Internal audit’s overview of an organization's risk exposure has never been so important. This forward-looking analytical task rounds out the initiatives that form part of the first and second lines of defense in identifying areas at particular risk (e.g. stoppage or slowdown of operations, financial risks, changes in working behavior, remote interactions with clients, more digital environment).

For the internal audit department to be able to tailor its priorities, it must quickly establish close ties with its audit committee (if there is one) and with the board of directors and other stakeholders on which the organization is dependent, such as the regulator. These early exchanges will allow teams to more effectively define and approve the conduct of critical work and identify whether it is necessary to incorporate new and/or high risks into the internal audit plan. Moreover, any change to internal audit’s focuses can be agreed upon without delay.

If any of internal audit’s non-essential work has to be postponed or redefined, the department has to assess the impact this will have on compliance with regulatory obligations and the ability of the head of internal audit to issue an opinion concerning the control environment. This issue must be considered by either the audit committee or the board of directors and must take account of the head of internal audit’s duty to ensure adequate oversight. It must be possible to adjust the depth of controls, and thus the level of assurance provided in consultation with governance bodies.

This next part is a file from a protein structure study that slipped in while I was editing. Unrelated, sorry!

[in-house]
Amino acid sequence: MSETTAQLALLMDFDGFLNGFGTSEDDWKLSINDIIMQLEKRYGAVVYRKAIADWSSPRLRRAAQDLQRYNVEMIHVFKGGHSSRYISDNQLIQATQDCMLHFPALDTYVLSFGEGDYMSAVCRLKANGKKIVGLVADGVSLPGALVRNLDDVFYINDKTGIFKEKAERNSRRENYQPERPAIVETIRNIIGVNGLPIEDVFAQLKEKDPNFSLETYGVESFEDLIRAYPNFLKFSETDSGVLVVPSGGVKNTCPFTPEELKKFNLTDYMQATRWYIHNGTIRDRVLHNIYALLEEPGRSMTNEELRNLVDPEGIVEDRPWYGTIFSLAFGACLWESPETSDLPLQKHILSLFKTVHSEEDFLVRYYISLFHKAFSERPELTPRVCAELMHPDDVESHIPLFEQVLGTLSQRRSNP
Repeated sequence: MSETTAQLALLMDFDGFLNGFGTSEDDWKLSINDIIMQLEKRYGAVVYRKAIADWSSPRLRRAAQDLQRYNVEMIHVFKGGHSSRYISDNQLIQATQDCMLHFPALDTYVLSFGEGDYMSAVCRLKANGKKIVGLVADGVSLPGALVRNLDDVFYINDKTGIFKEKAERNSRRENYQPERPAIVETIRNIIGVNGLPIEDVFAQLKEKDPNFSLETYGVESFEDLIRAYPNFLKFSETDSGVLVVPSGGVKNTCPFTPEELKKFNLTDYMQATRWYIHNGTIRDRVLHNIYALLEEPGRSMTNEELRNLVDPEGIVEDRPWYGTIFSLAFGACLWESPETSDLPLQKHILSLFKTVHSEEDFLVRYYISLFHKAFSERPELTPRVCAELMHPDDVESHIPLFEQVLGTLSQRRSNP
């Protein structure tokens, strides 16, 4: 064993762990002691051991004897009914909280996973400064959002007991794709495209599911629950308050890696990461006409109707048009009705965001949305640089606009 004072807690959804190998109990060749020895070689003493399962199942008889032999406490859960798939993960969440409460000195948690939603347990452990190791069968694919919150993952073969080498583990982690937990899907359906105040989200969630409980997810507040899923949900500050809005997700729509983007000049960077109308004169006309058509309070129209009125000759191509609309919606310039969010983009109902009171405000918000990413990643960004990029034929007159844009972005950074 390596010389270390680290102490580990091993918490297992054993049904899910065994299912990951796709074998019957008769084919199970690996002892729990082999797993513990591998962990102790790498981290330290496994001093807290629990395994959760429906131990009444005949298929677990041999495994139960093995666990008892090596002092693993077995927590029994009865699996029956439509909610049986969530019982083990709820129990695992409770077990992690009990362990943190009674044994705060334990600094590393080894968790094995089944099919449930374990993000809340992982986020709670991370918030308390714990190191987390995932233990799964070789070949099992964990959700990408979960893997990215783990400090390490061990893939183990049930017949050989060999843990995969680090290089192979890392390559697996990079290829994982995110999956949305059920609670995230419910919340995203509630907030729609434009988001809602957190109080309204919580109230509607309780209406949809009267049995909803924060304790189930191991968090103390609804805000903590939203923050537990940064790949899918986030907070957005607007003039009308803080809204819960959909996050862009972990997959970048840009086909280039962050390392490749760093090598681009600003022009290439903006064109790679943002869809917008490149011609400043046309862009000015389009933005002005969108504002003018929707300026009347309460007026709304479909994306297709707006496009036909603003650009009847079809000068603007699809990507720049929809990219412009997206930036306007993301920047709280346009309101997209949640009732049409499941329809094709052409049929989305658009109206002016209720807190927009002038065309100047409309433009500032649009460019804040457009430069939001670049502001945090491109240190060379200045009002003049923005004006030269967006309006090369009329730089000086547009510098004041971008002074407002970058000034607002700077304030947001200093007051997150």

It is important at this stage to consider and specify what has been or has not been covered, or what will or will not be covered, over the course of the year in order to adopt an approach for limiting the scope of work, where doing so is necessary and possible. The selected approach must then be clearly set out in the reports issued.

In some sectors, such as banking/investment fund management or financial sector professionals, an annual summary report must be drawn up and submitted to the regulator detailing the work carried out. Against the backdrop of the current crisis, however, the scope of the internal audit plan may be reduced. It is therefore crucial for internal audit departments to clarify what has and has not been covered over the course of the year and adopt an approach that addresses all the regulatory aspects to be covered at least once a year.

The stakeholders concerned must remain in contact with the authorities and keep up-to-date with the regulator’s published positions and opinions, even while the situation continues to evolve.

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Emerging risks to be taken into account by internal audit

Emerging risk areas

Main points to take into account

User access control and security